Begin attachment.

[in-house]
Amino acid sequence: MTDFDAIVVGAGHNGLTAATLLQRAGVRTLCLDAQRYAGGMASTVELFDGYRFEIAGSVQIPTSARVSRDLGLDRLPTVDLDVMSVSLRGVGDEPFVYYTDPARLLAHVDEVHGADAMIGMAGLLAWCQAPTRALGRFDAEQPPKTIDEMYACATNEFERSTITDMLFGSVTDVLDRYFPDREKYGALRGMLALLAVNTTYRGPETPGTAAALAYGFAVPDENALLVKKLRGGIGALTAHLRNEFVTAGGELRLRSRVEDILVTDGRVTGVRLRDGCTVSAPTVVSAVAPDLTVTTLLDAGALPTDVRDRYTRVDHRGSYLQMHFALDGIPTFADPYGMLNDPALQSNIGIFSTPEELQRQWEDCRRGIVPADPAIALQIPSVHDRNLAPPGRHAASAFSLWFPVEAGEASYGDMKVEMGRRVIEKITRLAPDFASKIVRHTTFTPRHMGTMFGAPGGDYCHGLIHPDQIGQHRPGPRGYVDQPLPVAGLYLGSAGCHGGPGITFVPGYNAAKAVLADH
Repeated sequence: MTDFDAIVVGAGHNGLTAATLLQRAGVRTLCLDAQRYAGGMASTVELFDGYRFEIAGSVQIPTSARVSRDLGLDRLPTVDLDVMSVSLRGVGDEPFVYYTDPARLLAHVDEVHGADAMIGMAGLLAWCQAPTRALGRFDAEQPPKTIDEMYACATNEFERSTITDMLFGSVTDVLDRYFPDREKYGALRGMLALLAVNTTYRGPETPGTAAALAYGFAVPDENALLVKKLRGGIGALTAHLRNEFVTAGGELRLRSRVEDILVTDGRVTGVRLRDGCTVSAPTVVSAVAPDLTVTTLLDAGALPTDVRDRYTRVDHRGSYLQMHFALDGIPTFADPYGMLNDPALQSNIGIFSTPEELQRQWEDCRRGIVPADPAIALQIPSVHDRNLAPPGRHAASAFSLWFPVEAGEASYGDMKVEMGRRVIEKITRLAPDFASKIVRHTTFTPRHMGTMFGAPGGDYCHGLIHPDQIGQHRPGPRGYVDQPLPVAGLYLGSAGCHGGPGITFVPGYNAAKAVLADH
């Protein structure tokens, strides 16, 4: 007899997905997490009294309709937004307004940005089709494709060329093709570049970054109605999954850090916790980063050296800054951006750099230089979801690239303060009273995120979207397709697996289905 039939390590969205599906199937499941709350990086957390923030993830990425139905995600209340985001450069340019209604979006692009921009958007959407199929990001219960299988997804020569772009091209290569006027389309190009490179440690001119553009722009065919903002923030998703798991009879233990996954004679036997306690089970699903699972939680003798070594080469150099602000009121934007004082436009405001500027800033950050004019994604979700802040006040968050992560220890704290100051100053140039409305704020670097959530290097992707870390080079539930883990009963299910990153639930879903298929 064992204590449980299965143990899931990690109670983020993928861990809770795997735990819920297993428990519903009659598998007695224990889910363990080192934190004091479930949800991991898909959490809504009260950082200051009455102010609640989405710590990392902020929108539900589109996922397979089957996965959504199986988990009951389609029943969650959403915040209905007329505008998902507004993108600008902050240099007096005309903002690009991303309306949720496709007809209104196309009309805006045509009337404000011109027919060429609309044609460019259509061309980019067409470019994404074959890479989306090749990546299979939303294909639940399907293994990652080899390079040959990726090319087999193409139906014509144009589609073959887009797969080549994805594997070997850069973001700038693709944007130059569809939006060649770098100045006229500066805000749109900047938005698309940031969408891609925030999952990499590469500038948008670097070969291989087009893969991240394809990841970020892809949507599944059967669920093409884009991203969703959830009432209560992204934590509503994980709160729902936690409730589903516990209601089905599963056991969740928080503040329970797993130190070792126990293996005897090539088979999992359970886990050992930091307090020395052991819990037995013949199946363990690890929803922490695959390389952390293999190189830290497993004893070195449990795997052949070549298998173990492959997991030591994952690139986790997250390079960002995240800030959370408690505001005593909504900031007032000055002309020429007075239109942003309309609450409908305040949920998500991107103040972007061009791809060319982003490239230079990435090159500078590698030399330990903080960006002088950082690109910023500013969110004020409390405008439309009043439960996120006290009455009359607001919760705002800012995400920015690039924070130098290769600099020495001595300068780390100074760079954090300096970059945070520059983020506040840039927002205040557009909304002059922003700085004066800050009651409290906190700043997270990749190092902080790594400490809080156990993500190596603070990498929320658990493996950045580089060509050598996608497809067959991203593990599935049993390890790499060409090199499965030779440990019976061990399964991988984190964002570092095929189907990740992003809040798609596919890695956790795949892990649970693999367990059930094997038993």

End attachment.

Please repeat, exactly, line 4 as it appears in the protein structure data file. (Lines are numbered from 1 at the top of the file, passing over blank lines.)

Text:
């Protein structure tokens, strides 16, 4: 007899997905997490009294309709937004307004940005089709494709060329093709570049970054109605999954850090916790980063050296800054951006750099230089979801690239303060009273995120979207397709697996289905 039939390590969205599906199937499941709350990086957390923030993830990425139905995600209340985001450069340019209604979006692009921009958007959407199929990001219960299988997804020569772009091209290569006027389309190009490179440690001119553009722009065919903002923030998703798991009879233990996954004679036997306690089970699903699972939680003798070594080469150099602000009121934007004082436009405001500027800033950050004019994604979700802040006040968050992560220890704290100051100053140039409305704020670097959530290097992707870390080079539930883990009963299910990153639930879903298929 064992204590449980299965143990899931990690109670983020993928861990809770795997735990819920297993428990519903009659598998007695224990889910363990080192934190004091479930949800991991898909959490809504009260950082200051009455102010609640989405710590990392902020929108539900589109996922397979089957996965959504199986988990009951389609029943969650959403915040209905007329505008998902507004993108600008902050240099007096005309903002690009991303309306949720496709007809209104196309009309805006045509009337404000011109027919060429609309044609460019259509061309980019067409470019994404074959890479989306090749990546299979939303294909639940399907293994990652080899390079040959990726090319087999193409139906014509144009589609073959887009797969080549994805594997070997850069973001700038693709944007130059569809939006060649770098100045006229500066805000749109900047938005698309940031969408891609925030999952990499590469500038948008670097070969291989087009893969991240394809990841970020892809949507599944059967669920093409884009991203969703959830009432209560992204934590509503994980709160729902936690409730589903516990209601089905599963056991969740928080503040329970797993130190070792126990293996005897090539088979999992359970886990050992930091307090020395052991819990037995013949199946363990690890929803922490695959390389952390293999190189830290497993004893070195449990795997052949070549298998173990492959997991030591994952690139986790997250390079960002995240800030959370408690505001005593909504900031007032000055002309020429007075239109942003309309609450409908305040949920998500991107103040972007061009791809060319982003490239230079990435090159500078590698030399330990903080960006002088950082690109910023500013969110004020409390405008439309009043439960996120006290009455009359607001919760705002800012995400920015690039924070130098290769600099020495001595300068780390100074760079954090300096970059945070520059983020506040840039927002205040557009909304002059922003700085004066800050009651409290906190700043997270990749190092902080790594400490809080156990993500190596603070990498929320658990493996950045580089060509050598996608497809067959991203593990599935049993390890790499060409090199499965030779440990019976061990399964991988984190964002570092095929189907990740992003809040798609596919890695956790795949892990649970693999367990059930094997038993």